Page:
This book employs a variety of economic and philosophical methodologies in order to discover the philosophical implications of creative destruction, competition regulation, and the role that businesses or market agents play. Instead of discussing these relations in a purely abstract manner, Schneider uses Uber to illuminate important matters in economic and philosophical thought.
Schneider tells the following story: While creative destruction and disruptive innovation change the entrepreneurial landscape, regulation--especially the regulation of sectorial markets and competition regulation- delay this change or even bring it to a halt. Uber, as an agent in the market, is not just an object moved by these two opposing forces. Rather, it plays an active role, first as an agent of creative destruction and then in championing regulations on its own terms.
Henrique Schneider teaches economics and philosophy at the University of Graz, Austria, and at the Swiss University of Applied Sciences, Switzerland.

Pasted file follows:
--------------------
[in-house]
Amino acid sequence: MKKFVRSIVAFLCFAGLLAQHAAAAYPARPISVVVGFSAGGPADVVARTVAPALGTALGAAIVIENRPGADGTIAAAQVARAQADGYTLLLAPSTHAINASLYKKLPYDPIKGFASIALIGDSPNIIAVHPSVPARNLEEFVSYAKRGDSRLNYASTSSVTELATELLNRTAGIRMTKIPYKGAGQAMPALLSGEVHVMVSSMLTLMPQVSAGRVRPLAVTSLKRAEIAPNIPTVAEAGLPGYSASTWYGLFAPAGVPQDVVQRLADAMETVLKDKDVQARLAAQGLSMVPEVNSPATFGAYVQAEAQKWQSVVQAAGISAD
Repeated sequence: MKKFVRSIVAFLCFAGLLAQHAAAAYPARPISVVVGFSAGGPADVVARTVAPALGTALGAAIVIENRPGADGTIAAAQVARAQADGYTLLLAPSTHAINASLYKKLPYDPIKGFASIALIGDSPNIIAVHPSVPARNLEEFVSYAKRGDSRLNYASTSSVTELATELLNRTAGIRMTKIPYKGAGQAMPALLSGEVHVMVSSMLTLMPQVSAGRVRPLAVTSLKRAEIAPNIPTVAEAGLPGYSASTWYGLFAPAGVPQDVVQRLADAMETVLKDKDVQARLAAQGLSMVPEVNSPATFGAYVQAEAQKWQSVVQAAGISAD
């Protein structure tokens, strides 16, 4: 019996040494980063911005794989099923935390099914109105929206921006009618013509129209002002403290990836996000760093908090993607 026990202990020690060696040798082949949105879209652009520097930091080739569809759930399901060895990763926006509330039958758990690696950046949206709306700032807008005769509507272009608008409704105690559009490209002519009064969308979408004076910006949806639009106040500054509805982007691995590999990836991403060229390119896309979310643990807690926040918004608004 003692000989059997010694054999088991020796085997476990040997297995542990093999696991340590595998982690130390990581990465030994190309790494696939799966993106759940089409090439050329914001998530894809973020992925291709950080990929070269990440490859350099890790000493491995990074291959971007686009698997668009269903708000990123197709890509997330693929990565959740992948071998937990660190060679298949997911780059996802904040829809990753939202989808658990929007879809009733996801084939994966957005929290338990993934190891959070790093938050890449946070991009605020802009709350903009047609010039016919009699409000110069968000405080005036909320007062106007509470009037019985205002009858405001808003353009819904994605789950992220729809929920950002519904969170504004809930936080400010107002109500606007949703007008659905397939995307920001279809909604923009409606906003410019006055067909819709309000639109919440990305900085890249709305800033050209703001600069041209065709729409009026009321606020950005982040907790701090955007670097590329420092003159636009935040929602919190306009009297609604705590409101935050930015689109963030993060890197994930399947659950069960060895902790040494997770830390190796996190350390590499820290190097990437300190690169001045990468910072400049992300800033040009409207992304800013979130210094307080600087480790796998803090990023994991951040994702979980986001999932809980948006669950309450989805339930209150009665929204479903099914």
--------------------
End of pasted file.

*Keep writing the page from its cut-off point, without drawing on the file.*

Chapter 1: Society and the Market-ProcessCommunity and Individuals: Cooperative PracticesCreative Destruction and Alertness: InnovationInnovation and Adaptation: Dynamics Chapter 2: The Market-Process and UberTransportation Company or Technology Platform: The nature of UberIncremental Alertness or Creative Destruction: Uber's innovationRegulation or Liberty: How authorities deal with Uber Chapter 3: Uber and SocietyFlaws in Perfect Competition: an unreal theoryCollusion in Regulation: a real problemLiberty in Cooperative Practices: facing reality Conclusion: Entrepreneurship